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As the name suggests a “Liquid Fund” is a mutual fund that invests in Liquid Assets. These assets consist of instruments like Certificates of Deposits, T-Bills, Commercial Papers, Term Deposits and more. These instruments can directly be bought from the issuer or through secondary markets.
To better understand this, we will consider all these Liquid Assets as “Bond”. Bond is very similar to these liquid assets; in fact, all these Fixed Income assets have similar characteristics.
It is very different from James
A bond is a fixed income instrument that pays a regular cash flow as agreed upon. It is basically a loan agreement between the bond issuer and bond buyer where bond issuer promise to pay a specified amount of money at specified future dates.
There are hundreds of types of bonds which have some or more variations in their characteristics. There can be a Fixed Rate Bond, there can be a floating rate bond, there can be a Zero Rate bond, and many more. BUT, one thing is common among all these bonds, as they move towards maturity, their value increases; obviously, it should not be a negative rate bond (yes, we do have negative-yielding bonds, which we may discuss in a separate article).
Now, there is a loan, that needs to be repaid! With Interest! So the value must always increase as we move towards maturity, right; then how do Liquid Funds lose money?
To explain this, I will create a simple example,
ASP Whiterock Liquid Fund is a fund that invests in 10000 bonds of Unreliable Industries Limited (UIL). The bond is bought at a price of INR 99 and will pay INR 100 at the time of maturity. It matures 100 days from now.
The total Assets Under Management (AUM) is Rs 9,90,000, and upon maturity, the AUM will be INR 10,00,000. ASP Whiterock splits this fund into 100 units and sells those units to investors.
This gives us a Net Asset Value (NAV) per unit equal to INR 9900. We know that today the NAV is 9900, and upon maturity, the NAV will be INR 10000. (100 days are remaining to maturity)
“TECHNICALLY”, the NAV must increase by INR 1 every day until maturity. I.e. INR 9901 on Day 1, 9902 on Day 2, 9903 on Day 3 and so on, Thus we will reach a NAV of INR 10,000 on 100th Day. Well, this is the case that happens “generally.”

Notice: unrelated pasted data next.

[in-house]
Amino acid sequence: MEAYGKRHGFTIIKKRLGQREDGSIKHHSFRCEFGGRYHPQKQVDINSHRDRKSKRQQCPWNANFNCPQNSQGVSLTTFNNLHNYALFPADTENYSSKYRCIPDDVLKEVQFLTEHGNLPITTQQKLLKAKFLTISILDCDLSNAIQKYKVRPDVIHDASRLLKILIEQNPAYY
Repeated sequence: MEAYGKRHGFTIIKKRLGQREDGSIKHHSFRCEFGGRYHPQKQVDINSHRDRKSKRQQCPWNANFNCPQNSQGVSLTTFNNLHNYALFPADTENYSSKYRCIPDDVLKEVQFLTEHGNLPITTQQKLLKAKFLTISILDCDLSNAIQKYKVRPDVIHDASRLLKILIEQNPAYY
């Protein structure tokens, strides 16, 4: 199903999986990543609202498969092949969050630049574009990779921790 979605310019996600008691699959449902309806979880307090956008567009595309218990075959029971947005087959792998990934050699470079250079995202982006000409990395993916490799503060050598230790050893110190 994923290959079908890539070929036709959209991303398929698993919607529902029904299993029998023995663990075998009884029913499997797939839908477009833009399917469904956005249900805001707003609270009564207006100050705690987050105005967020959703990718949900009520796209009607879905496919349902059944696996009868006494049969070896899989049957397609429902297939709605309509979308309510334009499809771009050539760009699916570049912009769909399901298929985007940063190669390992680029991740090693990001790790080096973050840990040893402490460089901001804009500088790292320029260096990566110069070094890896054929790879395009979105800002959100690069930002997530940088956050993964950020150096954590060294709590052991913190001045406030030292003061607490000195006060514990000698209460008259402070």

So, how does a Liquid Fund fall in value?
The most common reason for the fall in the value is that Unreliable Industries Limited (UIL) defaults on the payment. Suppose, it pays only INR 80 per bond on the date of maturity. Now, our NAV which was supposed to be INR 10,000 on maturity falls to INR 8,000. Thus, “Defaults” by corporations are the most common reason for fall in NAV. (There’s a lot more to it…)
“BUT HEY, Unreliable never defaulted and I am sure that default will not be a problem, why did my Liquid Portfolio still go down?
Unreliable Industries also issued their bonds to other Mutual Funds, let’s say Khhotak Liquid Fund. Now, its March time and to show Cash on their books, Khhotak’s Big Corporate client redeemed his units on the 10th day (he would again put it back). As Khhotak Liquid Fund sold the bonds, the price of the bond went down (remember primary Demand and Supply mechanism?)
Now, ASP Whiterock’s client, when he saw his NAV going down, spooked! He also places a redemption request to ASP. ASP had to sell his client’s unit to pay him. These types of bonds are illiquid, and the sale further reduced the value. On the 10th day, when the investor was expecting his NAV to be INR 9910, he actually realized INR 9890.
Obviously, if he would have waited for 90 more days, he would realize his full 10,000. But, panic doesn’t even spare the good ones. This investor’s action converted his notional loss into an actual loss.
BUT, Again, this does not mean that the Panic is unconventional. Sometimes the panic is very real and logical. Well, that’s a different topic altogether.
In Indian Markets, we saw such moves recently between 16th-31st March. Again, reasons being “March Adjustment”, COVID-19 panic, FII’s sell-off, etc.
The most major fall in Indian Liquid Fund markets was in 2018 during the IL&FS episode.
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